It’s OK to Say “Merry Christmas”
By Steve McKee
Note: The below is a reprint of a piece I wrote for BusinessWeek.com in 2006. I thought it was still pertinent–perhaps even more so–today.
I miss Christmas.
The other night I saw a TV commercial from Lowe’s that was built upon a cute premise. A clumsy young guy approached a female warehouse employee and blurted out, “Would you be my wife?” Startled, the clerk hesitantly began walking the man through the store until she realized that all he wanted was a woman’s opinion about the gift he was thinking about buying for the love of his life.
But here’s where the spot went south: as the young man role played with the clerk, turning around and presenting his “wife” her gift (presumably on Christmas morning), he looked at her and exclaimed, “Happy Holidays!”
Happy holidays? Is that really what a husband would say to his wife? By trying to cover all the bases, the spot just felt forced. It was a departure from reality and a prime example of the unreasonable fear advertisers have these days of saying the word “Christmas.”
It used to be that people wrung their hands about the over-commercialization of Christmas. These days we have almost the opposite problem—Christmas is disappearing entirely. Advertisers still want the huge spike in sales that Christmas provides but they’re afraid to acknowledge the holiday itself. It’s almost funny to watch them trip over themselves trying to find euphemisms as they avoid saying the dreaded “C” word. But “happy holidays” and “season’s greetings” only go so far. They sound hollow and synthetic, and that kind of approach is no way to build a connection with your target audience.
It seems that companies have become so afraid of offending some mythical person out there that they’re unwilling to express their true sentiments. After 20 years in the advertising business there’s one thing I’ve learned: every ad is offensive to someone. Still, I find it a stretch to think that wishing your customers a “Merry Christmas” is going to set somebody off. And if it does, well, there’s a word for them: Scrooge.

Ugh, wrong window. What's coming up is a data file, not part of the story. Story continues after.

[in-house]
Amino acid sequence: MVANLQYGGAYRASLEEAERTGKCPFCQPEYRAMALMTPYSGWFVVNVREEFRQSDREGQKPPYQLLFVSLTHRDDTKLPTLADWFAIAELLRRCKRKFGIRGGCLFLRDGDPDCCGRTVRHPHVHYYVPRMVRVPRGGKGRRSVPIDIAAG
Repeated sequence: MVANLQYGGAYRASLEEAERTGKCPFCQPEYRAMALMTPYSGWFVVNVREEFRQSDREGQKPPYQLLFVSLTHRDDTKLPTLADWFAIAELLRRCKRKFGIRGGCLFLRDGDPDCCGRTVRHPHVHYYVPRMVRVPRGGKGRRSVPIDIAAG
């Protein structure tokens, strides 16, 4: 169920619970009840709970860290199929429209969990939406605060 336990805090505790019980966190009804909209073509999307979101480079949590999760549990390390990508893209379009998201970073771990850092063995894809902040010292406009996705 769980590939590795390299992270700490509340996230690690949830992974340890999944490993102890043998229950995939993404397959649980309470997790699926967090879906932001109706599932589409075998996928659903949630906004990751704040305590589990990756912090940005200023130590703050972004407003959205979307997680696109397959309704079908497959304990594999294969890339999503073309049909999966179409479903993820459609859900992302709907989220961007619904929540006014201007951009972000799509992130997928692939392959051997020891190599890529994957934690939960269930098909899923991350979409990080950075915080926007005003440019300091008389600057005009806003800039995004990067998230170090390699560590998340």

Ah, you say, but Christmas is a religious holiday—what about people from other faiths? It’s true that to millions of people Christmas is the most religious holiday of the year, but to millions of others it’s all about Santa Claus and reindeer and stockings hung by the chimney with care. It truly is the most wonderful time of the year, even for those who don’t celebrate it as a religious holiday. And there’s no reason why the recognition of one holiday precludes the celebration of others. Lumping them together only makes each less special.
Remember “A Charlie Brown Christmas”? Of course you do, because it’s perhaps the most popular Christmas television program of all time. For years this charming (and overtly religious) special has been delighting children of all ages, and it has lost none of its appeal. Why? Because people love Christmas.
And just think of all the warm advertising traditions associated with Christmas, from the Budweiser Clydesdales to the Norelco Santa. In fact, not so long ago, Norelco used to call itself “Noelco” during the holidays and use the tagline “Even our name says Merry Christmas.”
Seventy-five years ago Coca-Cola invented the modern image of Santa Claus, a fact of which – to their credit – they still proudly boast. But even Coke has gotten cold feet; they’re featuring Santa on their packaging this year but still won’t call it a “Christmas Can” (despite the nice alliteration). Instead, they printed “Holiday Can” at the top. Ugh.
By all means don’t be insincere. If you don’t want people to have a merry Christmas, don’t say so. But if you do, don’t be afraid to let your advertising spread a little Christmas cheer. Otherwise, before long we’ll all be reduced to humming holiday carols as we open our holiday cards and put holiday presents under our holiday trees. Not to mention dreaming of a white holiday.
To that I say humbug. Merry Christmas!
Co-founder and author, Steve specializes in addressing the most meaningful problems. Call Steve when you want to change the world. He’ll have a thought (and some research) on that.
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